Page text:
Learning Innovation Unit, Dublin City University
Learning Innovation Unit
Student Learning Agreements
Student Learning Plans/Contract Proposed Pilot Projects While research on attrition of university students has pointed to “dropping out” as the culmination of a complex interactive process, one of the most commonly identified factors influencing withdrawal/persistence behaviour is the degree to which students can adjust to the new academic and social demands of the university environment (Rickinson & Rutherford 1996). A key ingredient of what determines the first year student experience is the result of the interaction between the student and the institution. The involvement of staff in facilitating the academic and social integration of new students, particularly in terms of helping incoming students form realistic expectations of higher education learning, is viewed as a key factor in the successful management of student transition (Grosset 1991). Attention to metacognition and an early development of a sense of ownership of learning also have the potential to influence student performance and progression. In order to facilitate the above process, and to further enhance the first year experience, it is proposed to pilot three different forms of learning plans/contracts
Model A: Personal Learning Plans within the context of the Personal Tutor System (individual meetings) The personal learning plan in this context is envisaged as being a hybrid form of two categories of learning supports, namely learning contracts and minor elements of Personal Development Planning. It aims to encourage students to reflect on their own motivation for learning and to affect a shift in the definition of the student from passive recipient to active processor. Situating the Personal Learning Plan within the Personal Tutor System helps to clearly delineate the functions of personal and academic tutoring and creates a student/tutor relationship which goes beyond an “only when in difficulty” model. Each first year entrant student will be assigned a personal tutor (as per the existing model http://www.DCU.ie/info/pdfs/pts.pdf). A personal learning plan will provide the focus for the student-tutor relationship and will constitute the student’s first attempt at strategically mapping and planning his/her education and learning goals. The Learning Plan will include:
- A brief description of current goals and expectations of the student
- An initial plan of the academic path (module options, etc.) relevant to the programme
- Other activities (e.g. extracurricular initiatives) that will enhance educational experiences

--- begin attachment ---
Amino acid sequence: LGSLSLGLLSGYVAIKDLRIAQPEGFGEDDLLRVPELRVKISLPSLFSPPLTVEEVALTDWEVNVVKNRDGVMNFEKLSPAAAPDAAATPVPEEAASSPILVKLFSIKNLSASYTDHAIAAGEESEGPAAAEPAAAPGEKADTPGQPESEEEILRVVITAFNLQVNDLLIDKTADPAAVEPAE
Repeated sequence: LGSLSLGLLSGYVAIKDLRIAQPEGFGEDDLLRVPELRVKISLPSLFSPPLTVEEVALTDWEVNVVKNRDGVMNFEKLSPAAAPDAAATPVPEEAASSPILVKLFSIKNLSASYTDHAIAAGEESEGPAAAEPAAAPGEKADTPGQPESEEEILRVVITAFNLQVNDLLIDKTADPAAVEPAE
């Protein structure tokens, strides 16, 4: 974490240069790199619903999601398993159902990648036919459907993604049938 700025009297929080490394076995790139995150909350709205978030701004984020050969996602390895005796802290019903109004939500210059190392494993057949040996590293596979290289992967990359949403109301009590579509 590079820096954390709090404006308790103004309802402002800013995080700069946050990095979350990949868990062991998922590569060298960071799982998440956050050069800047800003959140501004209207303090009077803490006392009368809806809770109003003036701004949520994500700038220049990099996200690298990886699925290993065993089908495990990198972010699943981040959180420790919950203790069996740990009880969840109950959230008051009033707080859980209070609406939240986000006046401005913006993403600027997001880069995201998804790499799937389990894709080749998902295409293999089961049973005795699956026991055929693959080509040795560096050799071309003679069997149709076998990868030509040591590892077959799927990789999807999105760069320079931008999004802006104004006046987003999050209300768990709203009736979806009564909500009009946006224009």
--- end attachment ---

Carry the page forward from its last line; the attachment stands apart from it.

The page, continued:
The Personal Tutor will assist students in clarifying learning goals, identifying and accessing educational resources, institutional support and extracurricular activities (e.g. the Uaneen module). Students will be made aware of flexibility such as option modules and possibilities for course transfer.
|Personal Learning Plan process introduced to relevant students in conjunction with first meeting with Personal Tutor. Student will also be provided with a clear definition of the aims and boundaries of the system, and made aware of their own responsibility for the preparation for each meeting. Template for learning plan provided to each student (paper or electronic format) to be completed before next meeting
|Tutor meeting 1
|in first session, student brings template to meeting - discussion centres around objectives or goals which s/he is seeking to attain, with structure of first year, motivation for and expectations of university experience
|Tutor meeting 2
|discuss University experiences to date; review of goals; identification of skills needs, etc.
Model B: Timetabled group Personal Tutoring sessions The previously outlined model may also be provided in a timetabled group personal tutoring context. This has the advantage of encouraging attendance and establishing a peer group. This also allows scope for the coverage of additional areas which the individual School may feel is relevant to its first year entrants.
Model C: Individual Module Learning Contract Faculties/schools may also choose to implement individual learning contracts for specific modules. A learning contract is a structured method whereby a student, in consultation with lecturer/tutor, designs and implements manageable learning activities usually in relation to a specific module or assessment. It is based on the principle of learners being active partners in the teaching-learning system, rather than passive recipients.
A learning contract may take many forms but will usually include a written record of:
- The purpose of the contract
- The relative place of the task to be accomplished within the total course’s framework
- The learning strategies to be utilised
- What will constitute completion of the task
- The form and substance of the evidence that learning has taken place
- Time-line for completion and evaluation
- Can be an assessment device or a learning device
Learning contracts can be particularly useful in group work projects. Each model will be supported by training e.g. in the case of models A and B this will involve tutor training, the provision of clear definitions of the role, and guidance on conducting student-tutor meetings. Resources will be produced for staff and students and feedback loops put in place to support users and to address any problems as they arise.
Grosset, J. (1991) “Patterns of Integration, Commitment and Student Characteristics and Retention among Younger and Older Students”. Research in Higher Education, Vol. 32, pp. 159-178
Rickinson, B. & Rutherford, D. (1996), “Systematic Monitoring of the Adjustment to University of Undergraduates: A Strategy for Reducing Withdrawal Rates”. British Journal of Guidance and Counselling, Vol. 24, (2), pp. 213-225